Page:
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Chapter Five Slaves and Their Owners
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The Continual Threat: Transfer to a Hacienda

As we explore the mechanisms owners devised to move slaves from city to countryside and those slaves used to avoid the transfer, we notice additional weak points of the slaveholding system. One point derived from the most central aspects of the system's control: the treatment of slaves as objects and their distribution, which varied according to the profitability of the slave labor force. Lima's slaves often evaded their owners' attempts to transfer them to the countryside, offering in practice a corollary to the argument that the survival of slaveholding relationships and an increase in slave profitability came from placing the slave labor force in those realms or sectors where there was no other labor force, and where the exploitation of the labor force could be maximized.[24] Because the unrestrained geographic shifting of the slave labor force was not possible, one of the most pivotal elements of the slaveholding authority crumbled.

In 1809 Apolinaria Ontañón presented an appeal in her daughter's name that she be moved from her place of work. The reason for this petition was the mother's fear that her daughter might be relocated to a Chancay hacienda, owned by Doña Ventura Espinoza, "because they portray her as vicious and full of defects." Until that time the owner, the mother, and the daughter had lived in Lima. Accusing the slave of real or supposed defects before Lima's civil authorities was an argument used to alter one of the stipulations of the slave's conque , which stated that she could not be sold outside Lima's gates. In the cited case, the owner agreed to the slave's searching for a new owner, as long as she provided surety of her person, "because my intention is not to oppress her." The owner, after having deposited the slave in a panadería as punishment for committed misdeeds, placed her in the hands of a broker so that he could find her another owner. However, when a new owner was located, the slave fled. The reason for the slave's attitude was that she lived apart from her husband. She had switched owners three times in one year alone. The owner concluded, "Your Excellency will discover the perverse nature of these people of


servitude and will wisely agree to a judgment that ensures my rights." A few days later it was decreed that the mother should grant surety in two days. If this were not done, the mother would be placed in prison until she surrendered the daughter she had supposedly hidden.[25]

Many owners attempted to transfer their slaves by contending that they were disobedient and rebellious. They had to prove such accusations. And a way to accumulate evidence against a slave was to deposit that slave again and again in a panadería . Owners knew that they were staking all that they had: if the judgment went against transfer to a hacienda, as we have seen it, later sale to another urban owner would be impossible. And even if an owner took on this risk, he or she would still have to face protests from the slave's relatives. Families had access to the panaderías and could verify what was taking place; some family members learned from personal experience what deposit in a panadería meant. In 1810 the mother of Julián, the slave of Don Francisco Riobo, the owner of the Nazarenas panadería , complained about the lashings inflicted upon her son "almost to the point of murdering him, tearing his buttocks to ribbons, with no attributable reason." The mother went to the judge ("as a loving mother turns to the source of Your Excellency's mercy") after Julián recovered from the beatings and managed to flee. The judge verified Julián's condition and ordered his placement in the hospital. If frequent deposits in the panadería could be used as evidence of the slave's disobedience and thus become an argument to transfer the slave to a hacienda, whippings (and thus, treatment within the panaderías that the owner entrusted to the administrator of this institution) were an argument to request a change of owner, as well as a way to find a new owner who had no intentions of relocating the slave to a hacienda. In this case the slave's mother immediately suspected that the owner wished to relocate her son to a hacienda and she intervened in order to prevent this. She requested that she be allowed to search for an owner for him in Lima. The judge ruled that no relocation of the slave should take place until the circumstances surrounding the abuse were clarified.[26] In this case the dual argument, brutality and transgression of the stipulations of the slave's conque , gave the slave's relatives means to paralyze the owner's pretensions. The abuse received was in this context an action that worked for the slave, as it allowed the family to keep him in the city. The law supported and recommended lenient, paternal, and Christian treatment; and society punished transgressing owners, sometimes with the forfeiture of a slave.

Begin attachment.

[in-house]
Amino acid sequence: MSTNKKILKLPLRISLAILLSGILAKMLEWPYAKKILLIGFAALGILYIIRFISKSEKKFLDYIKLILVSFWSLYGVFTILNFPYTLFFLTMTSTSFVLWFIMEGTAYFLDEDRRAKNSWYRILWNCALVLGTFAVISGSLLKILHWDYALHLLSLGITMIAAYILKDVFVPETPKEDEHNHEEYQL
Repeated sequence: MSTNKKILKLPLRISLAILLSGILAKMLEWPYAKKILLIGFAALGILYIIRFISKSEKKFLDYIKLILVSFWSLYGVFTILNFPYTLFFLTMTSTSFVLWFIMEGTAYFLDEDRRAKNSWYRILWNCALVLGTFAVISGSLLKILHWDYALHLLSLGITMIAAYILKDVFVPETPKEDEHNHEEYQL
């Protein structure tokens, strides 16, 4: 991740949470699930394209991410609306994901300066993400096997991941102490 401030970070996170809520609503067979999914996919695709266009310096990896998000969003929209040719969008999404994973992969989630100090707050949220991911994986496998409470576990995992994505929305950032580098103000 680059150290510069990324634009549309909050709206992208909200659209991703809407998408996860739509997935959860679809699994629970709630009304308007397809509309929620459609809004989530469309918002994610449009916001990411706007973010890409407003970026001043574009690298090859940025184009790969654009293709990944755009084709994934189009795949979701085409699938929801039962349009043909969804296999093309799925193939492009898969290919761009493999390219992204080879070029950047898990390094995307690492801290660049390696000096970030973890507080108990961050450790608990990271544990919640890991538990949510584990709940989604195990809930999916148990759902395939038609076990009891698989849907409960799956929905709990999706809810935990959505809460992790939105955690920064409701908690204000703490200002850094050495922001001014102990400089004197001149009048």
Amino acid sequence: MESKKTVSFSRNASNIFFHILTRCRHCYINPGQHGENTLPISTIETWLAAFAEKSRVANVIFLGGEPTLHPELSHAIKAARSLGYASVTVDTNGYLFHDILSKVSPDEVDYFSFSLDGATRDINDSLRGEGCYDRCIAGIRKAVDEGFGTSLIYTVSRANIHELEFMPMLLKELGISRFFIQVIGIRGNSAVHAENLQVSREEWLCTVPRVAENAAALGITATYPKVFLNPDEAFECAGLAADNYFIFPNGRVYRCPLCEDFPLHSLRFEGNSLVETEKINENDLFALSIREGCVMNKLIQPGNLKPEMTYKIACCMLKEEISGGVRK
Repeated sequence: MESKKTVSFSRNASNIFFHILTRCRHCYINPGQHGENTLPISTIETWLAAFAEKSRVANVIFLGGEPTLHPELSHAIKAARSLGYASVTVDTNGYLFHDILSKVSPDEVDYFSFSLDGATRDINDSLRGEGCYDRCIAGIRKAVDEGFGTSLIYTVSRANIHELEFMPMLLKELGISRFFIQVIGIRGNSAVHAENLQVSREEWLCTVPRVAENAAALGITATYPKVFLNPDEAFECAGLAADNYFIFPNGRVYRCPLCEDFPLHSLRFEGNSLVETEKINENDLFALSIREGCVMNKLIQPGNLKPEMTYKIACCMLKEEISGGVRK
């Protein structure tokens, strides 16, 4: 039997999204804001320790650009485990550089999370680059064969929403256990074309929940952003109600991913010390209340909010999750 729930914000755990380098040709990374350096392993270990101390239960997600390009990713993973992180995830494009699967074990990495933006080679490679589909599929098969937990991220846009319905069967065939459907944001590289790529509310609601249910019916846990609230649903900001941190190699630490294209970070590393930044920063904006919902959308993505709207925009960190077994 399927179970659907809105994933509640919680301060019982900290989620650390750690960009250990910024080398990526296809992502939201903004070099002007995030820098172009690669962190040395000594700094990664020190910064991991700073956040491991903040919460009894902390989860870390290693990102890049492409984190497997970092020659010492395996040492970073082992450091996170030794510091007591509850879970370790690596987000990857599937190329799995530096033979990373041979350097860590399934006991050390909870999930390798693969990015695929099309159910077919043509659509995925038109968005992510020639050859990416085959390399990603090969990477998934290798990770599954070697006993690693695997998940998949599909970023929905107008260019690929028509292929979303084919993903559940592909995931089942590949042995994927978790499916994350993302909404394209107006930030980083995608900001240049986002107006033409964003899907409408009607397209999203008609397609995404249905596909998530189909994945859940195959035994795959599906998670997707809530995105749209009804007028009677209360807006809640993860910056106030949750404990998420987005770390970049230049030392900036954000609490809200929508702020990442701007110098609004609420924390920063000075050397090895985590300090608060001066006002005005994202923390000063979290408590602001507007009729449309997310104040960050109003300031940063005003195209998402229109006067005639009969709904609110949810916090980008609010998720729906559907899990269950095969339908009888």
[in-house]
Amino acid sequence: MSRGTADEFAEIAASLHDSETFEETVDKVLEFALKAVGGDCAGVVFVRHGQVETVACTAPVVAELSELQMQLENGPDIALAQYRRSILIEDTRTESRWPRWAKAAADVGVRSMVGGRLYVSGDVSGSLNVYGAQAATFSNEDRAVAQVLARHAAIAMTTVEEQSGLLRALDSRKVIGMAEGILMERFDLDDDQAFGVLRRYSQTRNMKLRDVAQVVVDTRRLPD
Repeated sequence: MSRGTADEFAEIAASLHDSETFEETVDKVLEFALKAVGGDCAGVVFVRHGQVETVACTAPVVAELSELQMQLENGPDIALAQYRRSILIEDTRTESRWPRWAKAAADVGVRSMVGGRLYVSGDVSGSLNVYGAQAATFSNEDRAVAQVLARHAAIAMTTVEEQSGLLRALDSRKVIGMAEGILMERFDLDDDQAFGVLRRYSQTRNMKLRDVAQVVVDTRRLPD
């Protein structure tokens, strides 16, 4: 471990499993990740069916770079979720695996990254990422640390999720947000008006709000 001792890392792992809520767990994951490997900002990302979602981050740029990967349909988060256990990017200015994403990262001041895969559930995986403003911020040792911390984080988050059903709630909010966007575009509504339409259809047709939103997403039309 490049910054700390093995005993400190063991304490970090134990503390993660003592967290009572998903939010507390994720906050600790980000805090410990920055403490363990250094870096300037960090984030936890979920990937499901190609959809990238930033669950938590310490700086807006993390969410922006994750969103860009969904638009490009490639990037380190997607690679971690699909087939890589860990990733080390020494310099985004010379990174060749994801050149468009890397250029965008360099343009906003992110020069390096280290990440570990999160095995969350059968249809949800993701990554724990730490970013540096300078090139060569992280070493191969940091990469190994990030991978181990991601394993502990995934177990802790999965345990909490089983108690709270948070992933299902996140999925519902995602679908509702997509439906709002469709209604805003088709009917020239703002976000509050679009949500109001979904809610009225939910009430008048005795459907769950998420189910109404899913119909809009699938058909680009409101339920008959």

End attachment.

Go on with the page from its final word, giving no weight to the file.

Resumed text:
If the slave was married, ecclesiastical authorities intervened when they witnessed the breakup of a marriage: they wished to see slaves married and united in order to avoid sinful cohabitation and misbehavior. Apparently owners internalized this moral exigency to such a degree that when they managed to demonstrate that the best alternative was to relocate the slave to a hacienda owing to his or her unruliness, vices, or idleness, they went to the trouble of notifying ecclesiastical authorities about the impending transfer. And even then the Church would make sure that a slave spouse would be given the chance to follow his or her mate.[27]